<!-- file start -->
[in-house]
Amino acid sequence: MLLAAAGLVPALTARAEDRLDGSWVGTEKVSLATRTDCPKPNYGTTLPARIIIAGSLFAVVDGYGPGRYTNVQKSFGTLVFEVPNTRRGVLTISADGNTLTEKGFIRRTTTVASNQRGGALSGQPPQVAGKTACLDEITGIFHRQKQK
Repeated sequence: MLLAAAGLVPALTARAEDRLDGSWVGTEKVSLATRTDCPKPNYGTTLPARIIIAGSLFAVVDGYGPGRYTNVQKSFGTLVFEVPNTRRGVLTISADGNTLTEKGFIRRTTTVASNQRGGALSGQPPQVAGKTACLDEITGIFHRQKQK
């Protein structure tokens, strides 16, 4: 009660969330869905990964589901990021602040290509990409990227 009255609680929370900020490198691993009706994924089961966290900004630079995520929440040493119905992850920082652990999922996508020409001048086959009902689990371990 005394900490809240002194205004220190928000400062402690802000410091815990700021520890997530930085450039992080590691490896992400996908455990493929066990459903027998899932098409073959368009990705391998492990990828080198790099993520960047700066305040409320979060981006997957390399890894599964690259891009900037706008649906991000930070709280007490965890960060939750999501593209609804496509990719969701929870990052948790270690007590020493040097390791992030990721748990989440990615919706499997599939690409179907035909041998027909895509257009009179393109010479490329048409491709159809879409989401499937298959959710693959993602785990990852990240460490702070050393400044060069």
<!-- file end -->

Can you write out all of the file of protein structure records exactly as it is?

[in-house]
Amino acid sequence: MLLAAAGLVPALTARAEDRLDGSWVGTEKVSLATRTDCPKPNYGTTLPARIIIAGSLFAVVDGYGPGRYTNVQKSFGTLVFEVPNTRRGVLTISADGNTLTEKGFIRRTTTVASNQRGGALSGQPPQVAGKTACLDEITGIFHRQKQK
Repeated sequence: MLLAAAGLVPALTARAEDRLDGSWVGTEKVSLATRTDCPKPNYGTTLPARIIIAGSLFAVVDGYGPGRYTNVQKSFGTLVFEVPNTRRGVLTISADGNTLTEKGFIRRTTTVASNQRGGALSGQPPQVAGKTACLDEITGIFHRQKQK
């Protein structure tokens, strides 16, 4: 009660969330869905990964589901990021602040290509990409990227 009255609680929370900020490198691993009706994924089961966290900004630079995520929440040493119905992850920082652990999922996508020409001048086959009902689990371990 005394900490809240002194205004220190928000400062402690802000410091815990700021520890997530930085450039992080590691490896992400996908455990493929066990459903027998899932098409073959368009990705391998492990990828080198790099993520960047700066305040409320979060981006997957390399890894599964690259891009900037706008649906991000930070709280007490965890960060939750999501593209609804496509990719969701929870990052948790270690007590020493040097390791992030990721748990989440990615919706499997599939690409179907035909041998027909895509257009009179393109010479490329048409491709159809879409989401499937298959959710693959993602785990990852990240460490702070050393400044060069």